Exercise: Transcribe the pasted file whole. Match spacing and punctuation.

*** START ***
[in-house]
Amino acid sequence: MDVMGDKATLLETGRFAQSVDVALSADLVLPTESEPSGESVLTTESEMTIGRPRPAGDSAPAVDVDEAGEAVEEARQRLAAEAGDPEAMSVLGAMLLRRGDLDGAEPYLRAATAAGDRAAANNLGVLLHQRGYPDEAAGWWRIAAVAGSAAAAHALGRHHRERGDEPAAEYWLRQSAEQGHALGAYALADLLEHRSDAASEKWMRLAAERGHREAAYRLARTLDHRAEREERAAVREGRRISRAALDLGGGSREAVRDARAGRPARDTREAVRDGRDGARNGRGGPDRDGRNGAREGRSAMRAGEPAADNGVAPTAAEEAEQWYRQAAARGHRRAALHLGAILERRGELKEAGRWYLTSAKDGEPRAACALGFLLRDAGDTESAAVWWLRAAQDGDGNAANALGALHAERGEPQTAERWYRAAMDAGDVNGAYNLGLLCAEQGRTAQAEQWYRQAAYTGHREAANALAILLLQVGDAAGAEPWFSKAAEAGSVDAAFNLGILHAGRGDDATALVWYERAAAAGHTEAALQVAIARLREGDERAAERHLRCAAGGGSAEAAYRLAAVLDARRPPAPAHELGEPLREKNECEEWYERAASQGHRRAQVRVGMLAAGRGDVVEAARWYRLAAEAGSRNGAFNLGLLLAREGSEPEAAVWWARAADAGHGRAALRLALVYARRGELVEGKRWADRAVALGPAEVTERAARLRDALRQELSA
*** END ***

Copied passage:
[in-house]
Amino acid sequence: MDVMGDKATLLETGRFAQSVDVALSADLVLPTESEPSGESVLTTESEMTIGRPRPAGDSAPAVDVDEAGEAVEEARQRLAAEAGDPEAMSVLGAMLLRRGDLDGAEPYLRAATAAGDRAAANNLGVLLHQRGYPDEAAGWWRIAAVAGSAAAAHALGRHHRERGDEPAAEYWLRQSAEQGHALGAYALADLLEHRSDAASEKWMRLAAERGHREAAYRLARTLDHRAEREERAAVREGRRISRAALDLGGGSREAVRDARAGRPARDTREAVRDGRDGARNGRGGPDRDGRNGAREGRSAMRAGEPAADNGVAPTAAEEAEQWYRQAAARGHRRAALHLGAILERRGELKEAGRWYLTSAKDGEPRAACALGFLLRDAGDTESAAVWWLRAAQDGDGNAANALGALHAERGEPQTAERWYRAAMDAGDVNGAYNLGLLCAEQGRTAQAEQWYRQAAYTGHREAANALAILLLQVGDAAGAEPWFSKAAEAGSVDAAFNLGILHAGRGDDATALVWYERAAAAGHTEAALQVAIARLREGDERAAERHLRCAAGGGSAEAAYRLAAVLDARRPPAPAHELGEPLREKNECEEWYERAASQGHRRAQVRVGMLAAGRGDVVEAARWYRLAAEAGSRNGAFNLGLLLAREGSEPEAAVWWARAADAGHGRAALRLALVYARRGELVEGKRWADRAVALGPAEVTERAARLRDALRQELSA